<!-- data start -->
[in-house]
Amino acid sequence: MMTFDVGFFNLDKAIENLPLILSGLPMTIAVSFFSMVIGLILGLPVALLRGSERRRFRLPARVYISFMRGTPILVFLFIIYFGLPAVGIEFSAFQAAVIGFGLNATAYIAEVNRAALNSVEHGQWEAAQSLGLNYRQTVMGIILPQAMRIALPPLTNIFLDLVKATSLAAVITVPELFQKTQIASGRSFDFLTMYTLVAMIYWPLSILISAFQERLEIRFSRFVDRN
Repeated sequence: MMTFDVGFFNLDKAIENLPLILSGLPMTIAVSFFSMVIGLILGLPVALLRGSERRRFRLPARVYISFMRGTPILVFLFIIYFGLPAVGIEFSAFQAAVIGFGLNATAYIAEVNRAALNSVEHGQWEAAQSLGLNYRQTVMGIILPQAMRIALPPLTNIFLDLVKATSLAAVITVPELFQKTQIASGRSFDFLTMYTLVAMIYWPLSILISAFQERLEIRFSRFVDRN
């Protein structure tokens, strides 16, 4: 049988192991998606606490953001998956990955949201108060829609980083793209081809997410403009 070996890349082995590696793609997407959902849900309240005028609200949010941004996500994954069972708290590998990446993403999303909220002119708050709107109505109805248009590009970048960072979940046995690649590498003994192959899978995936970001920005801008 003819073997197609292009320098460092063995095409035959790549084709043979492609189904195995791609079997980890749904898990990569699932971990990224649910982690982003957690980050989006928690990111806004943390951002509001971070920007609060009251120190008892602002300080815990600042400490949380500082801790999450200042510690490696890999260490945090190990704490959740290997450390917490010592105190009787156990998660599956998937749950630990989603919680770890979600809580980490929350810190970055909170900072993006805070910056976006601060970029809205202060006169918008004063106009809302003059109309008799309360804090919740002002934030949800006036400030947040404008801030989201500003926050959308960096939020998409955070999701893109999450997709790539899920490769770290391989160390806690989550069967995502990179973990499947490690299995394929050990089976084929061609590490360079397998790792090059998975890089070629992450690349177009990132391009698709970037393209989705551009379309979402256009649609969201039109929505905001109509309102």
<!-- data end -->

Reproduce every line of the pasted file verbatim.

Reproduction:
[in-house]
Amino acid sequence: MMTFDVGFFNLDKAIENLPLILSGLPMTIAVSFFSMVIGLILGLPVALLRGSERRRFRLPARVYISFMRGTPILVFLFIIYFGLPAVGIEFSAFQAAVIGFGLNATAYIAEVNRAALNSVEHGQWEAAQSLGLNYRQTVMGIILPQAMRIALPPLTNIFLDLVKATSLAAVITVPELFQKTQIASGRSFDFLTMYTLVAMIYWPLSILISAFQERLEIRFSRFVDRN
Repeated sequence: MMTFDVGFFNLDKAIENLPLILSGLPMTIAVSFFSMVIGLILGLPVALLRGSERRRFRLPARVYISFMRGTPILVFLFIIYFGLPAVGIEFSAFQAAVIGFGLNATAYIAEVNRAALNSVEHGQWEAAQSLGLNYRQTVMGIILPQAMRIALPPLTNIFLDLVKATSLAAVITVPELFQKTQIASGRSFDFLTMYTLVAMIYWPLSILISAFQERLEIRFSRFVDRN
């Protein structure tokens, strides 16, 4: 049988192991998606606490953001998956990955949201108060829609980083793209081809997410403009 070996890349082995590696793609997407959902849900309240005028609200949010941004996500994954069972708290590998990446993403999303909220002119708050709107109505109805248009590009970048960072979940046995690649590498003994192959899978995936970001920005801008 003819073997197609292009320098460092063995095409035959790549084709043979492609189904195995791609079997980890749904898990990569699932971990990224649910982690982003957690980050989006928690990111806004943390951002509001971070920007609060009251120190008892602002300080815990600042400490949380500082801790999450200042510690490696890999260490945090190990704490959740290997450390917490010592105190009787156990998660599956998937749950630990989603919680770890979600809580980490929350810190970055909170900072993006805070910056976006601060970029809205202060006169918008004063106009809302003059109309008799309360804090919740002002934030949800006036400030947040404008801030989201500003926050959308960096939020998409955070999701893109999450997709790539899920490769770290391989160390806690989550069967995502990179973990499947490690299995394929050990089976084929061609590490360079397998790792090059998975890089070629992450690349177009990132391009698709970037393209989705551009379309979402256009649609969201039109929505905001109509309102």